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News » UK » Where now for the National Infrastructure Commission? » published 8 Sep 2016

Where now for the National Infrastructure Commission?

The government has dropped plans to put the National Infrastructure Commission on a statutory footing.

What was going to have been a Neighbourhood Planning and Infrastructure Bill has now been published as simply the Neighbourhood Planning Bill.

The Queen’s Speech to Parliament in May, just four months ago, stated that ministers would introduce a Neighbourhood Planning and Infrastructure Bill. The government at that time intended that the bill would establish the National Infrastructure Commission on a statutory basis, imposing a duty on the government to issue a remit letter to the commission once in every Parliament. [See previous report here.]

The legislation would also reform the planning system and pave the way for privatisation of the Land Registry.

However, the bill has now been published and it contains not a single mention of the National Infrastructure Commission. Land Registry privatisation has also been jettisoned, at least for now. Check for yourself, at http://services.parliament.uk/bills/2016-17/neighbourhoodplanning.html

What is left is a bill to make compulsory purchase easier and to give more status to neighbourhood plans.

Richard Threlfall, UK head of infrastructure at KPMG, said: "I am dismayed at the Government’s decision not to press ahead with plans to create the National Infrastructure Commission as a statutory body. Infrastructure planning in this country has been bedevilled for years by political short-termism and inconsistency. The whole point of the National Infrastructure Commission is to provide long-term stability to the UK’s infrastructure planning. If it is not established in statute then its very existence will be constantly under threat from political whim.

"It is deeply ironic that legislation which would have put infrastructure planning at arms-length from politics has been frustrated by political turmoil. It is a complete u-turn and has taken the infrastructure community by surprise. Everyone is asking what does this now mean.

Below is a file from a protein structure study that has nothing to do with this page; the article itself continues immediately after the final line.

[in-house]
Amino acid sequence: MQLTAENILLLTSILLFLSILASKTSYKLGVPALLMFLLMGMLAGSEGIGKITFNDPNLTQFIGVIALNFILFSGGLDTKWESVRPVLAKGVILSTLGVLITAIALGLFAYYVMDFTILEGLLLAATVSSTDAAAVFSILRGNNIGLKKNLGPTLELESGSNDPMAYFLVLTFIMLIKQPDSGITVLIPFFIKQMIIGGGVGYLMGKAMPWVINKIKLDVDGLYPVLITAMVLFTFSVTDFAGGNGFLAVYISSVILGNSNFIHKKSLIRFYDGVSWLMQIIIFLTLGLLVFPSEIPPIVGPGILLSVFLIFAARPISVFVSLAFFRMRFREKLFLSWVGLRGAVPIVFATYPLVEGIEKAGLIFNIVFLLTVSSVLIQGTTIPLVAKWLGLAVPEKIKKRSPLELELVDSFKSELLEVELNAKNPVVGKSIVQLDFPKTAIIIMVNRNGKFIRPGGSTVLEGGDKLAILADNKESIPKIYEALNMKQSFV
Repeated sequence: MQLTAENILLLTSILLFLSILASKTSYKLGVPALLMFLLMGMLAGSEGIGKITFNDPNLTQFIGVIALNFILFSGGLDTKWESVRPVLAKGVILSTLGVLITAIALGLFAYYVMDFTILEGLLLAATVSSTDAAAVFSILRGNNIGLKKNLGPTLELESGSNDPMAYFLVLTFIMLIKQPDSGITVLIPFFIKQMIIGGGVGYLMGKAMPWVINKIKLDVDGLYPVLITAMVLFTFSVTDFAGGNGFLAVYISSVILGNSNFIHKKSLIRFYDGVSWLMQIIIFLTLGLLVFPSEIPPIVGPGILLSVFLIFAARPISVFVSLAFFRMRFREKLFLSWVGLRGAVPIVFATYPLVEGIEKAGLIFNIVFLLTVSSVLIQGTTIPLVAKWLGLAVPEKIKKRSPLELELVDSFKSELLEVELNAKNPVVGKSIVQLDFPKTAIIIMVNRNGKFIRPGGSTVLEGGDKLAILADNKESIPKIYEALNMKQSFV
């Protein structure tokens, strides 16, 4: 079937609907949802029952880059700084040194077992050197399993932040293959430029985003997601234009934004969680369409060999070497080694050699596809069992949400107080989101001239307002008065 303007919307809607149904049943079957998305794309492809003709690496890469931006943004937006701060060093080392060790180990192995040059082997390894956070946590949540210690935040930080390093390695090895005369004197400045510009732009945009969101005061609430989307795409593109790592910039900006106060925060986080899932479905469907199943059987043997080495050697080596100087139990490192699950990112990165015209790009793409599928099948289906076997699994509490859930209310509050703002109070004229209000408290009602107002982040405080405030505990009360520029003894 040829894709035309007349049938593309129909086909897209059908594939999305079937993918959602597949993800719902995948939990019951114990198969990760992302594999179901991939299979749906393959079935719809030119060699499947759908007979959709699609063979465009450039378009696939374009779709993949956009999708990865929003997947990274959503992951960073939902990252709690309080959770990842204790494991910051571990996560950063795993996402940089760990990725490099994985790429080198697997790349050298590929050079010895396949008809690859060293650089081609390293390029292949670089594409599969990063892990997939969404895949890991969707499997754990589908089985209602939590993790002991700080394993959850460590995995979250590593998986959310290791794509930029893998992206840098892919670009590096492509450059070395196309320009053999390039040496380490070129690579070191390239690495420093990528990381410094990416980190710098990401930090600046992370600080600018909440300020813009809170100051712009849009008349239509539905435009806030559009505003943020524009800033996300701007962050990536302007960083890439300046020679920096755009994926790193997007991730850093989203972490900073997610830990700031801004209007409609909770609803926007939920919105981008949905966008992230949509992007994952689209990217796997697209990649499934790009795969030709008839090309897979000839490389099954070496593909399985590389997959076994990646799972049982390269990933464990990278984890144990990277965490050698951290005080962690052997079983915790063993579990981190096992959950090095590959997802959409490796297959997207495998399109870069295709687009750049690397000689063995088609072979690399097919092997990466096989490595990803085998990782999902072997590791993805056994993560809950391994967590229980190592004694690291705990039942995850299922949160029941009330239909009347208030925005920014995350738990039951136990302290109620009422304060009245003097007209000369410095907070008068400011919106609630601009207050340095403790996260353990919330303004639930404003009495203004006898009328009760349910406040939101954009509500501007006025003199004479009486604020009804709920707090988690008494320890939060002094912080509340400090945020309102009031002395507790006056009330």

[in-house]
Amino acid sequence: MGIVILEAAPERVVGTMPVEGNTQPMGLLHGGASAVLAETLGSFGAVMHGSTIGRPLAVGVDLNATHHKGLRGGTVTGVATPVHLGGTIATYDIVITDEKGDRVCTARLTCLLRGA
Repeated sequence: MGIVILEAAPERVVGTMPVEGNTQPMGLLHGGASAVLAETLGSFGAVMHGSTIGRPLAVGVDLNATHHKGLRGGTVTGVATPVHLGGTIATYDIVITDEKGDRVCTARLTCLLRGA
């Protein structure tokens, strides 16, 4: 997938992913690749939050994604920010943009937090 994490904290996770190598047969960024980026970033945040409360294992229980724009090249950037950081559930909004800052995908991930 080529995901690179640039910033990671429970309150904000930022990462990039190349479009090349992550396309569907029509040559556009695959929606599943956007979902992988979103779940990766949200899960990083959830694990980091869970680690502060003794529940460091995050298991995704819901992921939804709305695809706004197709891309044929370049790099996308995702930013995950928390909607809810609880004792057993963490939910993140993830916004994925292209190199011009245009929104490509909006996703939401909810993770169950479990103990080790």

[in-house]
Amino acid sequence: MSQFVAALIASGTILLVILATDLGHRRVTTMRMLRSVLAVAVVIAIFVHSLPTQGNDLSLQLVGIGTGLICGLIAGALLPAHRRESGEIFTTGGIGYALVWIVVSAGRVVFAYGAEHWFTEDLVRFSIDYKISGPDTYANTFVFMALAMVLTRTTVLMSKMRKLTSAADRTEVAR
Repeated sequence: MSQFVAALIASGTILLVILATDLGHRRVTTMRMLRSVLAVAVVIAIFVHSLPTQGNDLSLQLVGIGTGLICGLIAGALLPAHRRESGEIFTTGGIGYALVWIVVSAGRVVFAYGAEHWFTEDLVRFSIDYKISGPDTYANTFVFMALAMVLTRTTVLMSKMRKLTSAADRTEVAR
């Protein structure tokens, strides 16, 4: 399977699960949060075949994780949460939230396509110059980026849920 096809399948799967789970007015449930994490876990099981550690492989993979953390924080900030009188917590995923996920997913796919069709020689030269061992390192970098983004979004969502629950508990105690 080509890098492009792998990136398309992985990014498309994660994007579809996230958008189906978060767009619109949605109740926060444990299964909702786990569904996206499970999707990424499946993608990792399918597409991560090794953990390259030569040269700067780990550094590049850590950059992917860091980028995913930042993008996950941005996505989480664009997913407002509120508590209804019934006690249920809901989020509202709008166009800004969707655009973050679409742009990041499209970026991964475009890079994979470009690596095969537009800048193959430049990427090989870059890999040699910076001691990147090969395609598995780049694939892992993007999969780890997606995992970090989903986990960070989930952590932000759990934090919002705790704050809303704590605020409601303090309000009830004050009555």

“The government needs urgently to clarify how it now proposes to follow through on its own promises to embrace long-term and evidence-based infrastructure planning and restore confidence in the infrastructure community that it remains committed to that objective.”

The National Infrastructure Commission was established by the then chancellor George Osborne in 2015 – with enthusiastic backing from many parts of the construction industry – to provide the Treasury with advice on national priorities, independent of party politics. His plan was always to introduce legislation at the earliest opportunity to enshrine its role. It is not yet known what plans the new prime minister and chancellor have for the oragnisation, if any.

However, a National Infrastructure Commission spokesperson said: "This government has made clear that it strongly supports the National Infrastructure Commission (NIC) and its ongoing work."

He said: "The NIC was established to transform the way we plan and deliver major infrastructure projects in this country by providing clear and independent strategic advice to government. Through the commission's first three reports, the NIC has already made major contributions ‎towards transport improvements in the North of England, Crossrail 2 in London, and a Smart Power revolution which could ultimately save consumers billions from their energy bills. The work of the commission continues through existing projects and the National Infrastructure Assessment and retains the support of a broad and deep consensus across the political spectrum as well as business and industry.

“What matters is that the commission is established in a way that firmly secures its independence, provides the powers that it needs to do its job and places clear obligations on government to respond to its recommendations in a timely fashion. How this is done is a matter for government. But if the commission is to succeed in its work it will be essential to get it right, and we look forward to seeing the government’s new proposals as soon as possible.”

Property developers were happy to see that at least reform of compulsory purchase orders has survived in the bill. Melanie Leech, chief executive of the British Property Federation, said: "The measures to improve the CPO system are particularly important as they will help to bring about infrastructure projects more quickly and efficiently, which are crucial for attracting inward investment and acting as a catalyst for regeneration schemes.

“Our industry is an important cornerstone of the economy, creating jobs, attracting investment, and delivering the homes and workplaces that are crucial to our everyday lives. The provisions laid out in the Bill should go some way towards helping our industry continue to deliver these things, and we are pleased that it is now getting underway.” 

 

 

 

 

MPU

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This article was published on 8 Sep 2016 (last updated on 9 Sep 2016).

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